Results tagged ‘ Fluid Motion Factor ’
I would have been happy for any of the 10 teams that qualified for postseason play to have made it to the World Series. I have friends, former teammates and former opponents who are now coaches on all 10 teams. But now that the Royals and Giants are there, it is refreshing as a former player and lifelong fan of the game that teams with something inside of their minds and bodies trump the continuing litany of mostly meaningless stats identified by acronyms (that a lot of us still don’t understand) spewed out almost defiantly to try to have us believe that’s what determines the final score.
The final score is the only real meaningful number out there. Because anyone who has ever played knows what my friend Buddy Biancalana wrote in his guest post to this blog is true. I won’t bore you with my stats but in September of 1967 I enjoyed a similar period of time that Buddy had in the 1985 World Series.
How I wish I knew then what I know now about “getting in your own way,” “trying too hard” and many other things that keep us from performing our best at the right time. I never knew how right I was when I would holler in the dugout prior to taking the field before heading out to the mound, ” Okay guys, let’s cut our heads off and let our bodies go to work.”
My hope is that each of these teams can keep playing the game with the same unbridled enthusiasm and fluidity that they have done so far. It has been a real pleasure to watch the game played as art and not science.
Both teams come into the Fall Classic with monentum. I really feel it will be more difficult for the Royals to keep theirs than it will be for the Giants. Kansas City will have had a longer layoff. San Francisco is in a more fluid mode.
MadBum (my favorite pitcher in the big leagues) will be on regular rest. He is the best I’ve seen at a young age of “letting his body do the work” — not overthinking. He also seems to be able to repeat a fluid motion better than most we have seen in the past few weeks.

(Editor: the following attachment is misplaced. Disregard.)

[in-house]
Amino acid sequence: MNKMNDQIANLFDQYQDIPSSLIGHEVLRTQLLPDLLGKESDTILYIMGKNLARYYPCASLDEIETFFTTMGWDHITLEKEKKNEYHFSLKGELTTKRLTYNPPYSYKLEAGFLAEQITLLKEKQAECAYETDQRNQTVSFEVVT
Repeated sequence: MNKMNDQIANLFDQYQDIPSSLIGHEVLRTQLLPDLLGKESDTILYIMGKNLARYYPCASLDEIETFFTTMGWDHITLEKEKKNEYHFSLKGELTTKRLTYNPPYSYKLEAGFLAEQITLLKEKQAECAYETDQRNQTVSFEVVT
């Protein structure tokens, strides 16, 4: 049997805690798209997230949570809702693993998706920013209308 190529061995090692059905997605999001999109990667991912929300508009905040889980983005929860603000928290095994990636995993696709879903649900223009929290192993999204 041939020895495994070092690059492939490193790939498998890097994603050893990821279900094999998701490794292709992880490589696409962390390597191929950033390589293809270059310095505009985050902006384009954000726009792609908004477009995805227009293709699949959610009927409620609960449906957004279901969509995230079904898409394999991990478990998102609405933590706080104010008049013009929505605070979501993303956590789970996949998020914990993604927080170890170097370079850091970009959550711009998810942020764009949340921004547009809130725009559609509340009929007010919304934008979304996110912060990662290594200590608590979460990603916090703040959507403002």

I am not a prognosticator, so I would never say the Royals can’t do it, I just think they have a more difficult challenge ahead of them than the Giants, who seem to able to treat these World Series games as everyday Spring Training games. Selfishly, I hope that these two teams continue to play the game this week with the same “intensity without tension” (credit to Joe Torre for that saying) displayed by Lorenzo Cain and many of his teammates, and Hunter Pence, The Panda and their teammates.
It may open the door for those of us who recognize the game is played by real people, not robots, They have different feelings every day like all of you. It would be nice to get equal airtime to educate and inform fans about the art of the game. If the “numbers nerds” and “stat geeks” predict the Giants in five or the Royals in six, ask them if they can tell which games they will lose.
Statistics and records in baseball are great to use for historical purposes. The numerous graphics and metrics tell you what happened in the past, but the outcomes of the games you watch today and tomorrow will be decided by the things that Buddy refers to in his article. How do I know? I’ve been there and done that. And sometimes didn’t do that!
The following is a guest post by my friend, Buddy Biancalana:
With the success of this Royals club, it is kicking up many questions and memories about our 1985 World Series win against the Cardinals. Many are asking my opinion about how the two teams compare and if the club can stay hot. I am really enjoying watching the city come alive and the exhilaration so many are enjoying. What a wonderful time!